Last week, I met with Ann Zawistoski to refine our search for articles on facial recognition software. From that meeting, I was able to find a couple sources that look very promising for giving us the techniques and tools we need for identifying and re-identifying faces. Then on Thursday, we met again with Nat Wilson to go over our findings and discuss the best tools and sources we’ve found so far. This week, we’ll be working on looking through and ranking those tools we discussed on Thursday, as well as any others we find online that look promising. We’ll be using a set of criteria established over the course of the past week (things like ease of use, ability to do batch imports/exports of data, ability to maintain privacy, etc.). That way, we should have a concrete way to quanititatively determine the best tools by next week, with any luck. We’re looking to narrow down the tools we have to about 5-7 finalists, and then we can further narrow it down from there.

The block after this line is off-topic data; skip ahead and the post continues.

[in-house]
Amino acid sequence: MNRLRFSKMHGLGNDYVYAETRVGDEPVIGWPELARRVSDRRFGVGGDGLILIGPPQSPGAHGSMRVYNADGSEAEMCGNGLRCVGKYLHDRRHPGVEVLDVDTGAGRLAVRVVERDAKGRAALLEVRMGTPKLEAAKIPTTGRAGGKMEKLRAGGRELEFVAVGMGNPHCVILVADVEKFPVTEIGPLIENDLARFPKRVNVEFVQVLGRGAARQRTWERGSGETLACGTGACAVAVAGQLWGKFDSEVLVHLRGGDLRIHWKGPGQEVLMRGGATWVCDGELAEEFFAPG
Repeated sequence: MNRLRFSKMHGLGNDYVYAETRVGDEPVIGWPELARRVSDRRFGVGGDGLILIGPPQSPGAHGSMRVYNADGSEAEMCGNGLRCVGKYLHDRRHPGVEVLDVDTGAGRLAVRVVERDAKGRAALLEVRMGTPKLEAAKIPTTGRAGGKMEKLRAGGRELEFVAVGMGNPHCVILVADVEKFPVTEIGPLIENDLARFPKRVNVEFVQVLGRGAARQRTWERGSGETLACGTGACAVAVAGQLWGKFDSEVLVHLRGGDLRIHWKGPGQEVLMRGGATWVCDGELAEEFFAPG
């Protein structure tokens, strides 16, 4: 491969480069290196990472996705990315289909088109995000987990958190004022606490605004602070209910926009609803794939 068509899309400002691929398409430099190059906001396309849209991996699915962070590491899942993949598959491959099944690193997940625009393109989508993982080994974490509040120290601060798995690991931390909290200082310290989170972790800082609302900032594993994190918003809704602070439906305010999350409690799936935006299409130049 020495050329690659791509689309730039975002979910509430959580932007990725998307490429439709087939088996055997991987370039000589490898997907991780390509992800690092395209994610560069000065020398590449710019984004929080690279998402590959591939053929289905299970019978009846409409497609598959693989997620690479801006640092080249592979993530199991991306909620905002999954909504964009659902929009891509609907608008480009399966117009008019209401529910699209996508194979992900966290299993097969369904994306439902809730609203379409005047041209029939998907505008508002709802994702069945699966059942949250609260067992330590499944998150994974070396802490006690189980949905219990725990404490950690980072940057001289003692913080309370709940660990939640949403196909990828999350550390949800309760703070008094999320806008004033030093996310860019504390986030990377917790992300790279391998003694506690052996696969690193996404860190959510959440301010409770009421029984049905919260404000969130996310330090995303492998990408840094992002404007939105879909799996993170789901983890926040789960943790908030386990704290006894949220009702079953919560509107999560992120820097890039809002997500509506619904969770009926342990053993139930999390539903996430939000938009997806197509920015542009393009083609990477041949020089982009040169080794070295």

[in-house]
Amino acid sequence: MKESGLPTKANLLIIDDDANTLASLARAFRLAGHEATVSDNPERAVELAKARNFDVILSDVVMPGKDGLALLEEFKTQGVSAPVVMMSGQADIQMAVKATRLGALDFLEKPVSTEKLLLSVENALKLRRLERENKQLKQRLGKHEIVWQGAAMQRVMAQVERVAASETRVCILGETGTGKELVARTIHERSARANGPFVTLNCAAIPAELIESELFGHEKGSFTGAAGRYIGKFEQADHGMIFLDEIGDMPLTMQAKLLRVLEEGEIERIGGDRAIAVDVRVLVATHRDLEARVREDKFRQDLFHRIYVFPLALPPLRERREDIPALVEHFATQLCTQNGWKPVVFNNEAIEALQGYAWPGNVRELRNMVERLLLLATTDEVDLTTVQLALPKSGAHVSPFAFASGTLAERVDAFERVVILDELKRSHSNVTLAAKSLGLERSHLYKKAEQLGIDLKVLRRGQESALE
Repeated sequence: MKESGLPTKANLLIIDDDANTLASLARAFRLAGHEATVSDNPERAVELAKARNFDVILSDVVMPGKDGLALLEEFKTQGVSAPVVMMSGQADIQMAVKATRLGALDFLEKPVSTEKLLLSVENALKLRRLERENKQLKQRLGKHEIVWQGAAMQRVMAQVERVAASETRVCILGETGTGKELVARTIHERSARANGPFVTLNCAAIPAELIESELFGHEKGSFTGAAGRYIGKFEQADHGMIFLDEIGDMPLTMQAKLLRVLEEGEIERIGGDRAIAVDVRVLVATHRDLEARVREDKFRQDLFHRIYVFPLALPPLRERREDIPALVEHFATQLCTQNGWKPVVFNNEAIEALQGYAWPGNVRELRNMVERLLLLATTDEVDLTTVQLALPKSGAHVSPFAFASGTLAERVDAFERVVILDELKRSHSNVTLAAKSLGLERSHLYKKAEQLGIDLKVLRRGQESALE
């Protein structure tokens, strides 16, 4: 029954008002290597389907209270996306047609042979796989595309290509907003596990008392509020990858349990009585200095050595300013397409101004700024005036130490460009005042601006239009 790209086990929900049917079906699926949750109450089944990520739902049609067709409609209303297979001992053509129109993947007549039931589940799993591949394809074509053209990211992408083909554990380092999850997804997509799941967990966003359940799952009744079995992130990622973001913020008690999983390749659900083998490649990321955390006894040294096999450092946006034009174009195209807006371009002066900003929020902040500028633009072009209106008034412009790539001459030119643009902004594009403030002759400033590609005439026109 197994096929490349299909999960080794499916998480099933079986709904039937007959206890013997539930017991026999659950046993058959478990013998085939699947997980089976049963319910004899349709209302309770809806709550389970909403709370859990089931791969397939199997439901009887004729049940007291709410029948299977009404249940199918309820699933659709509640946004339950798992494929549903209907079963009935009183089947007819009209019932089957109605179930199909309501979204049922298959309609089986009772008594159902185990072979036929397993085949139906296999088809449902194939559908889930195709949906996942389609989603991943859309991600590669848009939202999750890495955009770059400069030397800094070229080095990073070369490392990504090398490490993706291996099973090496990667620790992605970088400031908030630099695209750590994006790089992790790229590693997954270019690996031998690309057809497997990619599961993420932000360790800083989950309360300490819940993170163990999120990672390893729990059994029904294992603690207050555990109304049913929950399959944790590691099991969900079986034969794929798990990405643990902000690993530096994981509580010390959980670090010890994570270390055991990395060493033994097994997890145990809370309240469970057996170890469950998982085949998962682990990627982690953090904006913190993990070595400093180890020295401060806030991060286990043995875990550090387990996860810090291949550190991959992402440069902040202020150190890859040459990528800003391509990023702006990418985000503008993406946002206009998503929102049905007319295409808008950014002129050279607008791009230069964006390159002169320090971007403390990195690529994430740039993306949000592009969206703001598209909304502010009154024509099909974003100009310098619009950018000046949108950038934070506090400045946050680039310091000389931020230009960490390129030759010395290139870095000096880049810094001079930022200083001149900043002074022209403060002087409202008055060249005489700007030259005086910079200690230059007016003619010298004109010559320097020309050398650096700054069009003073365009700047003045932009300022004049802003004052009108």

Currently, Sahree and I are working with Nat Wilson in the archives department to review existing facial recognition software tools. The end goal of this project is to be able to use a tool to recognize and label pictures of alumni with much greater speed and accuracy than we currently have by doing the process manually.To that end, the three of us are reviewing some articles this week dealing with exisiting tools. In particular, Nat gave us a list of 50 or so facial recognition tools (the list was current as of late 2013), and I highlighted five or so that I thought would be particularly useful. I tried to focus on tools that were free, independent of outside software (so we don’t have to send private information to external networks), and simple to use products designed to work on their own (as opposed to being part of a code library for use in developing larger applications).